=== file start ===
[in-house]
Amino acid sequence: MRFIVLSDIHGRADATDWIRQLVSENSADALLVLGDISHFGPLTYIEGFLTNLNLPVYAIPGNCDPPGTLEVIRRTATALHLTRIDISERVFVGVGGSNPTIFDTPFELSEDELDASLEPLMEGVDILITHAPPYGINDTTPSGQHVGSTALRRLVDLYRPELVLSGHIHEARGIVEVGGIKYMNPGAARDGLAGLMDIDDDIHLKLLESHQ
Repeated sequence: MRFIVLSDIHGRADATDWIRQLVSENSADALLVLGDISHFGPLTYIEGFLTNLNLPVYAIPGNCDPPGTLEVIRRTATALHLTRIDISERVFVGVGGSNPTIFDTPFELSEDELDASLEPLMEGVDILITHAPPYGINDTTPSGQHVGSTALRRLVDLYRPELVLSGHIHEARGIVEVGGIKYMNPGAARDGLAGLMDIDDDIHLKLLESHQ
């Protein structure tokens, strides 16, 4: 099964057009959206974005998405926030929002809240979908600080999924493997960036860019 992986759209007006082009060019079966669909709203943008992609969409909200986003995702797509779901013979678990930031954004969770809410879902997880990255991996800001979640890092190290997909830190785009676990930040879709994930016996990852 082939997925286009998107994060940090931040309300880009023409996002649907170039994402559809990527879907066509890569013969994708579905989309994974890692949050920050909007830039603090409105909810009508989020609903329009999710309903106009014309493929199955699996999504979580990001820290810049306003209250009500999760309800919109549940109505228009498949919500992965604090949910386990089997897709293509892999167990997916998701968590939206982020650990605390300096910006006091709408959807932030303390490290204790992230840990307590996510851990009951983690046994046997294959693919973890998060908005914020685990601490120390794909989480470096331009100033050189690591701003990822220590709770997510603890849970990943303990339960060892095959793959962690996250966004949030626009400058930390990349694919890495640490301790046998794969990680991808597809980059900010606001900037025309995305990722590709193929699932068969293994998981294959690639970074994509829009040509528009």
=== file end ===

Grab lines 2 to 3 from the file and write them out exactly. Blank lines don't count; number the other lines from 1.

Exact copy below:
Amino acid sequence: MRFIVLSDIHGRADATDWIRQLVSENSADALLVLGDISHFGPLTYIEGFLTNLNLPVYAIPGNCDPPGTLEVIRRTATALHLTRIDISERVFVGVGGSNPTIFDTPFELSEDELDASLEPLMEGVDILITHAPPYGINDTTPSGQHVGSTALRRLVDLYRPELVLSGHIHEARGIVEVGGIKYMNPGAARDGLAGLMDIDDDIHLKLLESHQ
Repeated sequence: MRFIVLSDIHGRADATDWIRQLVSENSADALLVLGDISHFGPLTYIEGFLTNLNLPVYAIPGNCDPPGTLEVIRRTATALHLTRIDISERVFVGVGGSNPTIFDTPFELSEDELDASLEPLMEGVDILITHAPPYGINDTTPSGQHVGSTALRRLVDLYRPELVLSGHIHEARGIVEVGGIKYMNPGAARDGLAGLMDIDDDIHLKLLESHQ